Measurements of spinopelvic sagittal parameters
Preoperative (a, b) and postoperative (c, d) standing-sitting spinopelvic alignment for patients with LSS undertook lumbar fusion
Postoperative standing and sitting radiographs in patients with lumbosacral fusion. A 40-year-old male patient had a larger postoperative ∆PT with a relatively low LSDI (a). A 69-year-old female patient had a smaller postoperative ∆PT with a relatively high LSDI (b)
Purpose To investigate the impact of lumbar fusion on spinopelvic sagittal alignment from standing to sitting position and the influencing factors of postoperative functional limitations due to lumbar stiffness. Methods A total of 107 patients who undertook posterior lumbar interbody fusion were included. Patients were divided into two groups: Group A (lumbosacral fusion; n = 43) and Group B (floating fusion; n = 64). Spinopelvic parameters in standing and sitting position including pelvic incidence (PI), pelvic tilt (PT), sacral slope (SS), lumbar lordosis (LL), fusion segment lordosis (FSL), upper residual lordosis (URL), lower residual lordosis (LRL), thoracic kyphosis (TK), thoracolumbar kyphosis (TLK), sagittal vertical axis (SVA) and T1 pelvic angle (TPA) were measured before and after lumbar fusion. The Lumbar Stiffness Disability Index (LSDI) was used to assess functional limitations due to lumbar stiffness. Results Accompanied by increased postoperative LSDI, the values of changes from standing to sitting (∆) were reduced in some parameters compared with the preoperative values. ∆PT and ∆SS significantly decreased in both two groups. In Group A, ∆LL significantly decreased with increased ∆URL. In Group B, ∆LL, ∆URL and ∆LRL showed no significant difference before and after surgery. Multiple linear regression analysis showed that age and ∆PT independently influenced the postoperative LSDI in Group A. Conclusion After lumbar fusion, changes of lumbopelvic sagittal parameters from standing to sitting would be restricted. Adjacent segment lordosis could partially compensate for this restriction. For patients with lumbosacral fusion, postoperative functional limitations due to lumbar stiffness were related to age and the postoperative ∆PT from standing to sitting.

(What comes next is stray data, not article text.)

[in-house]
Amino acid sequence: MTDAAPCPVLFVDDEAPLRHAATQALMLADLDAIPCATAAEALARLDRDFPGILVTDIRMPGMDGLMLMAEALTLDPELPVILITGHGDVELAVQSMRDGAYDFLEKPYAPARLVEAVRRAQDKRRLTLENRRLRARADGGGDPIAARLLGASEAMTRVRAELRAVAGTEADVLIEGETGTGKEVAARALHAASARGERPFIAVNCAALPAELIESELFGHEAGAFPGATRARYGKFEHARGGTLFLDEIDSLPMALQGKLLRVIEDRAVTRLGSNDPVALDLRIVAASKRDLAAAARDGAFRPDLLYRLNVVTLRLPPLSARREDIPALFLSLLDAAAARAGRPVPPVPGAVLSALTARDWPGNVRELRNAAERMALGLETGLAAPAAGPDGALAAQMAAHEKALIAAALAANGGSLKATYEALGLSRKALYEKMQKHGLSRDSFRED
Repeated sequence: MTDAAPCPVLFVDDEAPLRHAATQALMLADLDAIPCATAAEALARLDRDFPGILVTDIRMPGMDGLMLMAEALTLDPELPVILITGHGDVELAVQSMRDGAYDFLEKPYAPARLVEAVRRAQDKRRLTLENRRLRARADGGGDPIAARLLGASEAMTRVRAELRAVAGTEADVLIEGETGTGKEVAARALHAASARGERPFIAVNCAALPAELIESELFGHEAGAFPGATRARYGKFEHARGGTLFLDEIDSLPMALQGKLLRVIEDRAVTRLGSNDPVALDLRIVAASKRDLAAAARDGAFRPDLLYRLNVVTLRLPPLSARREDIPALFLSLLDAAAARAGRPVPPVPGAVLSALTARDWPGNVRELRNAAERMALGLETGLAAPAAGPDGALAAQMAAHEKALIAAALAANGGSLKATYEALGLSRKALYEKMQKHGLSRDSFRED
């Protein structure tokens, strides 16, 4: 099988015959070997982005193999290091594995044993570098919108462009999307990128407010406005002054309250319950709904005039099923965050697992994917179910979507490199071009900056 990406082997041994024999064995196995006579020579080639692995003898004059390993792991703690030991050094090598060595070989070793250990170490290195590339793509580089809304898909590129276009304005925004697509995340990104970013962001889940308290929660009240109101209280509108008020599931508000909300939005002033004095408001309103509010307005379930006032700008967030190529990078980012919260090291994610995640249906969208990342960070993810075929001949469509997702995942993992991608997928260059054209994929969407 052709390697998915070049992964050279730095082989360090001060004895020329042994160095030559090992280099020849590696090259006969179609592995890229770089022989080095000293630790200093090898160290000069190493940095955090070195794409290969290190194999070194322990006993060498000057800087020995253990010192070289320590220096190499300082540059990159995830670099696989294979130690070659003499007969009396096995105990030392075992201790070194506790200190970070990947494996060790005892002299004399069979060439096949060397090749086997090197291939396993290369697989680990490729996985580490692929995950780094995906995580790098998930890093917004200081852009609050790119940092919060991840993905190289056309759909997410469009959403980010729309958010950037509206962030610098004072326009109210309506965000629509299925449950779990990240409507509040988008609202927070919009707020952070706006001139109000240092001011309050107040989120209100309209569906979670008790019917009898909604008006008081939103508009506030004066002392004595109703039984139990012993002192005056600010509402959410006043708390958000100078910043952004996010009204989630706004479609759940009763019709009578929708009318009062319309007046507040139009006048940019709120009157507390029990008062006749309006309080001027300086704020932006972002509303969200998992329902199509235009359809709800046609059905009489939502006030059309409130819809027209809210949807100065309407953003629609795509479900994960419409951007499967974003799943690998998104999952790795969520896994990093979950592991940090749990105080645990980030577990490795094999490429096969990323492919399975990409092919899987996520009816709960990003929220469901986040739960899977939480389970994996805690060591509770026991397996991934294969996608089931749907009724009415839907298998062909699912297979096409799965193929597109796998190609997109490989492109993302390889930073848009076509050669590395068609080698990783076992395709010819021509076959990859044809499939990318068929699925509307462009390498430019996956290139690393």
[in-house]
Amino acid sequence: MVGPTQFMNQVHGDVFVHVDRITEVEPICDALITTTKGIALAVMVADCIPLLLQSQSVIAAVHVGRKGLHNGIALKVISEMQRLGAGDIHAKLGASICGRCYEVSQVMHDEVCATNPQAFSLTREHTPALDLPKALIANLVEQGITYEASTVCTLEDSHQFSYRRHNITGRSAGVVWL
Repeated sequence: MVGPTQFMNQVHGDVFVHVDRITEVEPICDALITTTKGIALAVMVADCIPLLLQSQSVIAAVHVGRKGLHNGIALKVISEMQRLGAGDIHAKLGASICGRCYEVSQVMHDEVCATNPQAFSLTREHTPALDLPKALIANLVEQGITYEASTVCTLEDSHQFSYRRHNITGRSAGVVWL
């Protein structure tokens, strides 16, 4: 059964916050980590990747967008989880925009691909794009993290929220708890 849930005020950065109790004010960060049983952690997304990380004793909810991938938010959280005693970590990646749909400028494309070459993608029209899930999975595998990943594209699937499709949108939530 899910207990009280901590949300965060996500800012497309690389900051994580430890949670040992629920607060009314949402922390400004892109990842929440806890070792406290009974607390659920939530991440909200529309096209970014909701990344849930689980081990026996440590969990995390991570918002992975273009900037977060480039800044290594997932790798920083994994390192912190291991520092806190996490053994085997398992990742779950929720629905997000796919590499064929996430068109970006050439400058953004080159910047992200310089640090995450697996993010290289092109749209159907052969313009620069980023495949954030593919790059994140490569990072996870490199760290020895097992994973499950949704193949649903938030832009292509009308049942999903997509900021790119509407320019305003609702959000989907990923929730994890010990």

Purpose Anterior lumbar spine arthrodesis has been increasingly prescribed. In order to obtain better exposure of the intervertebral discs, it is necessary to identify vascular structures depending on the level to be approached. Systematic ligation of the iliolumbar vein has been suggested for access to the L4–L5 level, which may be technically challenging. The goal of the present study was to determine a safe limit for separating the iliolumbar vein safely without the need for its ligation. Methods In total, 2284 patients involving the topography of the iliolumbar vein were included. If this vein was up to 5 mm distant from the inferior border of the L4–L5 intervertebral disc, its ligature was performed. In cases that the distance was greater than 5 mm, only the retraction was performed without ligature. Results A total of 115 ligatures were necessary (5% of cases). Among the 2169 cases with no ligature, bleeding due to ruptures occurred during traction in only 55 patients (3% of cases). The time taken for ligation ranged from five minutes to thirty-two minutes, with an average of 18.3 min per ligature. In cases in which ligatures were needed (distance less than 5 mm), there was loosening of the ligatures leading to bleeding in 23 cases (20% of ligatures). Conclusions Systematic ligature is not necessary for accessing the anterior route to the L4–L5 level, leading to a reduction in the time of surgery and avoiding serious vascular injuries that can occur.
Regression plots (with 95% CIs for slope and residuals) showing relationship between COMI and ODI scores at baseline A and 1-yr FU B and between the change-scores for each from baseline to 1y FU C (plots not shown for ODI predicting COMI, but regression equations can be found in Table 3)